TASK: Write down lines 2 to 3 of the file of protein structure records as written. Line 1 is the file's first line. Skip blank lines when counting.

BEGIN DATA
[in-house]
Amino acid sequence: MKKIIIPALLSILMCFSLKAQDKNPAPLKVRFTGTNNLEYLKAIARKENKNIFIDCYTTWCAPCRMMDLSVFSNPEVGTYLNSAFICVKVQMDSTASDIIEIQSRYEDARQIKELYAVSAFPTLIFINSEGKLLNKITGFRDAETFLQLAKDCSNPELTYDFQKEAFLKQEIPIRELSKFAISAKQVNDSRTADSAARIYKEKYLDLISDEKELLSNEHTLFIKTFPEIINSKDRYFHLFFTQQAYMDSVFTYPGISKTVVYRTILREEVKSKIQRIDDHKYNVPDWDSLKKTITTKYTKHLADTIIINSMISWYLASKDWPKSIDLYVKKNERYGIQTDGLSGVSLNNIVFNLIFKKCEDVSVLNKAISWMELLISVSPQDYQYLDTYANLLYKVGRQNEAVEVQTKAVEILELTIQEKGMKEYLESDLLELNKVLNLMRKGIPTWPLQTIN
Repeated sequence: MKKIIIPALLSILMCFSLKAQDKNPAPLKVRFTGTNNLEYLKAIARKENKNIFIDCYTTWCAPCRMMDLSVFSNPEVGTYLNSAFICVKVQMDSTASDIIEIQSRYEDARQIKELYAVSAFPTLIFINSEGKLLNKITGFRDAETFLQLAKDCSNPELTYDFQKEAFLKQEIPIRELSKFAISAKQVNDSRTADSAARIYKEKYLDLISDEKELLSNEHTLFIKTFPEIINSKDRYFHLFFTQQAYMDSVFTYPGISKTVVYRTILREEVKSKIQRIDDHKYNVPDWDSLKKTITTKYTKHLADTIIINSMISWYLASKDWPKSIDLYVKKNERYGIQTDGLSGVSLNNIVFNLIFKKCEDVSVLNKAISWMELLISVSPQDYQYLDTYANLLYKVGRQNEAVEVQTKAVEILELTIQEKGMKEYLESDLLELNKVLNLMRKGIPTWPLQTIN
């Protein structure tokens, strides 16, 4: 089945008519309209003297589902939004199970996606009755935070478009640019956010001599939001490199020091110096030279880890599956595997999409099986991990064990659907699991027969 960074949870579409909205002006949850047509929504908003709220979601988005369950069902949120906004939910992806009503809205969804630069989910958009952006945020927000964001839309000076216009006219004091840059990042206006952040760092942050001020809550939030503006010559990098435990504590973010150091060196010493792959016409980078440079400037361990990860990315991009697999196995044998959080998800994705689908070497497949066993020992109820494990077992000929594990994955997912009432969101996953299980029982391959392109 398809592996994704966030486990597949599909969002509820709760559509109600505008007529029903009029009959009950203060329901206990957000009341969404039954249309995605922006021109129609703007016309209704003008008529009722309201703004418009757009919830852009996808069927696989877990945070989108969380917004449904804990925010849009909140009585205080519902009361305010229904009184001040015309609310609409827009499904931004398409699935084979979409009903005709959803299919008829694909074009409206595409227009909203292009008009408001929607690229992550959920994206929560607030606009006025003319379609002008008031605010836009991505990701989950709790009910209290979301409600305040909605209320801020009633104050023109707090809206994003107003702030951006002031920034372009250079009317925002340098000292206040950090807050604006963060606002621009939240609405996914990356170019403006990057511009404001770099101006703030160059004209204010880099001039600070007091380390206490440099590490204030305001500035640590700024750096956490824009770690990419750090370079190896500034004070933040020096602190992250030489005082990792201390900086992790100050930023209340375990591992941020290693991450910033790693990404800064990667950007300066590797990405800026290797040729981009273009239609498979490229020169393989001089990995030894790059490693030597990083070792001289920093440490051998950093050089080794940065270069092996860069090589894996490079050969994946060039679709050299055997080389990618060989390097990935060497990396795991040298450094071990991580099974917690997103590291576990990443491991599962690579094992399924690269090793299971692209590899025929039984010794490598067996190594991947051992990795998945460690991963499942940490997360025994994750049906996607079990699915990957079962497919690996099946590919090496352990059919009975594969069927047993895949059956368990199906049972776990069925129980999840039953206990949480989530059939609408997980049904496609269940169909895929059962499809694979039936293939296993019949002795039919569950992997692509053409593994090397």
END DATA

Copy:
Amino acid sequence: MKKIIIPALLSILMCFSLKAQDKNPAPLKVRFTGTNNLEYLKAIARKENKNIFIDCYTTWCAPCRMMDLSVFSNPEVGTYLNSAFICVKVQMDSTASDIIEIQSRYEDARQIKELYAVSAFPTLIFINSEGKLLNKITGFRDAETFLQLAKDCSNPELTYDFQKEAFLKQEIPIRELSKFAISAKQVNDSRTADSAARIYKEKYLDLISDEKELLSNEHTLFIKTFPEIINSKDRYFHLFFTQQAYMDSVFTYPGISKTVVYRTILREEVKSKIQRIDDHKYNVPDWDSLKKTITTKYTKHLADTIIINSMISWYLASKDWPKSIDLYVKKNERYGIQTDGLSGVSLNNIVFNLIFKKCEDVSVLNKAISWMELLISVSPQDYQYLDTYANLLYKVGRQNEAVEVQTKAVEILELTIQEKGMKEYLESDLLELNKVLNLMRKGIPTWPLQTIN
Repeated sequence: MKKIIIPALLSILMCFSLKAQDKNPAPLKVRFTGTNNLEYLKAIARKENKNIFIDCYTTWCAPCRMMDLSVFSNPEVGTYLNSAFICVKVQMDSTASDIIEIQSRYEDARQIKELYAVSAFPTLIFINSEGKLLNKITGFRDAETFLQLAKDCSNPELTYDFQKEAFLKQEIPIRELSKFAISAKQVNDSRTADSAARIYKEKYLDLISDEKELLSNEHTLFIKTFPEIINSKDRYFHLFFTQQAYMDSVFTYPGISKTVVYRTILREEVKSKIQRIDDHKYNVPDWDSLKKTITTKYTKHLADTIIINSMISWYLASKDWPKSIDLYVKKNERYGIQTDGLSGVSLNNIVFNLIFKKCEDVSVLNKAISWMELLISVSPQDYQYLDTYANLLYKVGRQNEAVEVQTKAVEILELTIQEKGMKEYLESDLLELNKVLNLMRKGIPTWPLQTIN